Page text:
In biological classification, the order (Latin: ordo) isa taxonomic rank used in the classification of organisms and recognized by the nomenclature codes. Other well-known ranks are life, domain, kingdom, phylum, class, family, genus, and species, with order fitting in between class and family. An immediately higher rank, superorder, may be added directly above order, while suborder would be a lower rank. a taxonomic unit, a taxon, in that rank. In that case the plural is orders (Latin ordines).Example: All owls belong to the order Strigiformes.What does and does not belong to each order is determined by a taxonomist, as is whether a particular order should be recognized at all. Often there is no exact agreement, with different taxonomists each taking a different position. There are no hard rules that a taxonomist needs to follow in describing or recognizing an order
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Holocene
The Holocene
Holocene
( /ˈhɒləˌsiːn, ˈhoʊ-/)[2][3] is the current geological epoch. It began after the Pleistocene[4], approximately 11,650 cal years before present.[5] The Holocene
Holocene
is part of the Quaternary
Quaternary
period. Its name comes from the Ancient Greek
Ancient Greek
words ὅλος (holos, whole or entire) and καινός (kainos, new), meaning "entirely recent".[6] It has been identified with the current warm period, known as MIS 1, and is considered by some to be an interglacial period. The Holocene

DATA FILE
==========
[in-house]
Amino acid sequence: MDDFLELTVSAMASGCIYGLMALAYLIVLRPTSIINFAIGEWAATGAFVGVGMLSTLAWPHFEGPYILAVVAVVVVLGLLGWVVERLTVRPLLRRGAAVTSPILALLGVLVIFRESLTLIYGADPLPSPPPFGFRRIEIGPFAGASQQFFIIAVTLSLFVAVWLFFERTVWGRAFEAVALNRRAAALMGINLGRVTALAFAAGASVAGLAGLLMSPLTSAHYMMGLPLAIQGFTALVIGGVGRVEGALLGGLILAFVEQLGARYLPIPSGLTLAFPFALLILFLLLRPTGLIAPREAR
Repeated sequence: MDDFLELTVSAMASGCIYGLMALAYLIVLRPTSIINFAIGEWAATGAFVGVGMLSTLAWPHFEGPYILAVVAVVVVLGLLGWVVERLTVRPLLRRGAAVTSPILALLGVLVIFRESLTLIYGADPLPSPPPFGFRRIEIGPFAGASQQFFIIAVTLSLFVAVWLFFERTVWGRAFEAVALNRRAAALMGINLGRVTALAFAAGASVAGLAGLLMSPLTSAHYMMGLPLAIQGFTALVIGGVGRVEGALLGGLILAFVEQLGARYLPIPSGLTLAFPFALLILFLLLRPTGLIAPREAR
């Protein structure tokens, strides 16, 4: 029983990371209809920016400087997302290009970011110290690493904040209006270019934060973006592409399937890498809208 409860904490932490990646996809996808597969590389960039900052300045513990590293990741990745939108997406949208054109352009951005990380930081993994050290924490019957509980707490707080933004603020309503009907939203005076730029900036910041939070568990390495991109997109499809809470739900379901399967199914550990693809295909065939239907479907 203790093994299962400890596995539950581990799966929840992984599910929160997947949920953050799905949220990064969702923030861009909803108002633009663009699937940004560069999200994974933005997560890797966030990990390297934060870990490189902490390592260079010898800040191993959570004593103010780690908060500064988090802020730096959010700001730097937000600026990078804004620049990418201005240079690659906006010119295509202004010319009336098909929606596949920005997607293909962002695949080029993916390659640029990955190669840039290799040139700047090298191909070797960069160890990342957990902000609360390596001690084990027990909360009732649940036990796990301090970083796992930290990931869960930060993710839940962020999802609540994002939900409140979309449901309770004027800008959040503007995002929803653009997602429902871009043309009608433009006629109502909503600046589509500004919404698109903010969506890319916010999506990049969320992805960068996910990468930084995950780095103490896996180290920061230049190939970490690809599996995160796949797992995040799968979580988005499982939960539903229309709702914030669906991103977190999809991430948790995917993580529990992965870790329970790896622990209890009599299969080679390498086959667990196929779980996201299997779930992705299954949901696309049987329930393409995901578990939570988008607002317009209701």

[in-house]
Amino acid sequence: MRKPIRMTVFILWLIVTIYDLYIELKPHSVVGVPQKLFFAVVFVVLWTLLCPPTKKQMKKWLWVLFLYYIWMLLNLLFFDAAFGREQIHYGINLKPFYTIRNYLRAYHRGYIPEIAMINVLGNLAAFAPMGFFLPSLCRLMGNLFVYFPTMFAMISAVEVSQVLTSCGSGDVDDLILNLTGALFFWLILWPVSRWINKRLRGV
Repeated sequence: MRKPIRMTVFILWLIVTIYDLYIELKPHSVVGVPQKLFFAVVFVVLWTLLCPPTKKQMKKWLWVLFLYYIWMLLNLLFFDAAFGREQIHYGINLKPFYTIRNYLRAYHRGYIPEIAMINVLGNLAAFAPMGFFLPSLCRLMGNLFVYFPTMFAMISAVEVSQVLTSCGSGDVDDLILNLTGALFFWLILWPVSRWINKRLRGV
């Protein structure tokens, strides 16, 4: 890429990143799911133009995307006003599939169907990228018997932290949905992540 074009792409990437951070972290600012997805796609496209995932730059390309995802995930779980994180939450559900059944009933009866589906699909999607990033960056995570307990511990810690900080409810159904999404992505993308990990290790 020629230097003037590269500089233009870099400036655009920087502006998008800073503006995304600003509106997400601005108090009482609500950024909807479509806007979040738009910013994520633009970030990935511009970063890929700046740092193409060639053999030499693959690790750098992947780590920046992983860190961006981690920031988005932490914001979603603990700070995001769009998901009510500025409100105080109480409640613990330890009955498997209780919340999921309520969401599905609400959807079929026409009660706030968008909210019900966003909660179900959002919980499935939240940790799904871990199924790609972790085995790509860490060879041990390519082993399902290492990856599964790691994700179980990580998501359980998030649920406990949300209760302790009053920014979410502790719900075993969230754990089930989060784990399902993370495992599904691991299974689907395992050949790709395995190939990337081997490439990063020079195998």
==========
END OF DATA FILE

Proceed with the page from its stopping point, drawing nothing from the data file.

Holocene
encompasses the growth and impacts of the human species worldwide, including all its written history, development of major civilizations, and overall significant transition toward urban living in the present
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Louis Jean Pierre Vieillot
Louis Pierre Vieillot (May 10, 1748, Yvetot
Yvetot
– August 24, 1830, Sotteville-lès-Rouen) was a French ornithologist. Vieillot is the author of the first scientific descriptions and Linnaean names of a number of birds, including species he collected himself in the West Indies
West Indies
and North America
North America
and South American species discovered but not formally named by Felix de Azara
Felix de Azara
and his translator Sonnini de Manoncourt. At least 26 of the genera erected by Vieillot are still in use. He was among the first ornithologists to study changes in plumage and one of the first to study live birds.[1]Contents1 Biography 2 Works 3 References 4 Further reading 5 External linksBiography[edit] Vieillot was born in Yvetot